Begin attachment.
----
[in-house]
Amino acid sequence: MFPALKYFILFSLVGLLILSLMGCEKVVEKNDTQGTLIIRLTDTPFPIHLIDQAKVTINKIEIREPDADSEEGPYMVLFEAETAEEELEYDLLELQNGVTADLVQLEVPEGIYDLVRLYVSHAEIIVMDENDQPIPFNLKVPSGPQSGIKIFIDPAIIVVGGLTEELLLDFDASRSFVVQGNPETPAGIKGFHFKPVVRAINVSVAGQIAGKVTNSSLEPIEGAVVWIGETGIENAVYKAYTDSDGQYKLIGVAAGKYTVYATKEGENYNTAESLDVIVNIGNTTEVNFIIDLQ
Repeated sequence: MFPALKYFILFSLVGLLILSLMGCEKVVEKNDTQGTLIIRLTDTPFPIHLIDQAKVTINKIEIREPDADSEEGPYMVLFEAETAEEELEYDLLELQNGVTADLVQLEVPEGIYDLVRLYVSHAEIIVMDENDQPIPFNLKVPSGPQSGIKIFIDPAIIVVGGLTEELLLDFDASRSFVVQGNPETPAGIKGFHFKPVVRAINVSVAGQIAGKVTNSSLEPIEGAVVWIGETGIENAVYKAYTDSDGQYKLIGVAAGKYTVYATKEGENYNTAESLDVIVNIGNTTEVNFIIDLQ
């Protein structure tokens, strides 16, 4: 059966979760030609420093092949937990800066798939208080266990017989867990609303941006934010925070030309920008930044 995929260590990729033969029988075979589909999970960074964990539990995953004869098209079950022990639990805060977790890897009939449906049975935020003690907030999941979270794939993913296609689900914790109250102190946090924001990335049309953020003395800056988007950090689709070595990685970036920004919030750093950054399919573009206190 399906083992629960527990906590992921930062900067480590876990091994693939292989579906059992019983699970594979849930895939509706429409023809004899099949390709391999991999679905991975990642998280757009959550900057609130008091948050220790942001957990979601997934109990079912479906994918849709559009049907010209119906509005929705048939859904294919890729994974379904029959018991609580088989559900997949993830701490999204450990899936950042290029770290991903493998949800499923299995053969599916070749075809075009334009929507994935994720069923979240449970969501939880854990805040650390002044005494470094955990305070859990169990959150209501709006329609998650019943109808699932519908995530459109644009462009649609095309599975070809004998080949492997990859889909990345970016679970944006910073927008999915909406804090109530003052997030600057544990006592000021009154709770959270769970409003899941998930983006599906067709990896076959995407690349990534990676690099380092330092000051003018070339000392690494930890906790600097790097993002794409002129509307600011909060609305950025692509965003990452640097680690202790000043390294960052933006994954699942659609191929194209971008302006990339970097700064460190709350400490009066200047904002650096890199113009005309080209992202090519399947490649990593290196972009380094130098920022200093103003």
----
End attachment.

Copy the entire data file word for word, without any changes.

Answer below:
[in-house]
Amino acid sequence: MFPALKYFILFSLVGLLILSLMGCEKVVEKNDTQGTLIIRLTDTPFPIHLIDQAKVTINKIEIREPDADSEEGPYMVLFEAETAEEELEYDLLELQNGVTADLVQLEVPEGIYDLVRLYVSHAEIIVMDENDQPIPFNLKVPSGPQSGIKIFIDPAIIVVGGLTEELLLDFDASRSFVVQGNPETPAGIKGFHFKPVVRAINVSVAGQIAGKVTNSSLEPIEGAVVWIGETGIENAVYKAYTDSDGQYKLIGVAAGKYTVYATKEGENYNTAESLDVIVNIGNTTEVNFIIDLQ
Repeated sequence: MFPALKYFILFSLVGLLILSLMGCEKVVEKNDTQGTLIIRLTDTPFPIHLIDQAKVTINKIEIREPDADSEEGPYMVLFEAETAEEELEYDLLELQNGVTADLVQLEVPEGIYDLVRLYVSHAEIIVMDENDQPIPFNLKVPSGPQSGIKIFIDPAIIVVGGLTEELLLDFDASRSFVVQGNPETPAGIKGFHFKPVVRAINVSVAGQIAGKVTNSSLEPIEGAVVWIGETGIENAVYKAYTDSDGQYKLIGVAAGKYTVYATKEGENYNTAESLDVIVNIGNTTEVNFIIDLQ
């Protein structure tokens, strides 16, 4: 059966979760030609420093092949937990800066798939208080266990017989867990609303941006934010925070030309920008930044 995929260590990729033969029988075979589909999970960074964990539990995953004869098209079950022990639990805060977790890897009939449906049975935020003690907030999941979270794939993913296609689900914790109250102190946090924001990335049309953020003395800056988007950090689709070595990685970036920004919030750093950054399919573009206190 399906083992629960527990906590992921930062900067480590876990091994693939292989579906059992019983699970594979849930895939509706429409023809004899099949390709391999991999679905991975990642998280757009959550900057609130008091948050220790942001957990979601997934109990079912479906994918849709559009049907010209119906509005929705048939859904294919890729994974379904029959018991609580088989559900997949993830701490999204450990899936950042290029770290991903493998949800499923299995053969599916070749075809075009334009929507994935994720069923979240449970969501939880854990805040650390002044005494470094955990305070859990169990959150209501709006329609998650019943109808699932519908995530459109644009462009649609095309599975070809004998080949492997990859889909990345970016679970944006910073927008999915909406804090109530003052997030600057544990006592000021009154709770959270769970409003899941998930983006599906067709990896076959995407690349990534990676690099380092330092000051003018070339000392690494930890906790600097790097993002794409002129509307600011909060609305950025692509965003990452640097680690202790000043390294960052933006994954699942659609191929194209971008302006990339970097700064460190709350400490009066200047904002650096890199113009005309080209992202090519399947490649990593290196972009380094130098920022200093103003």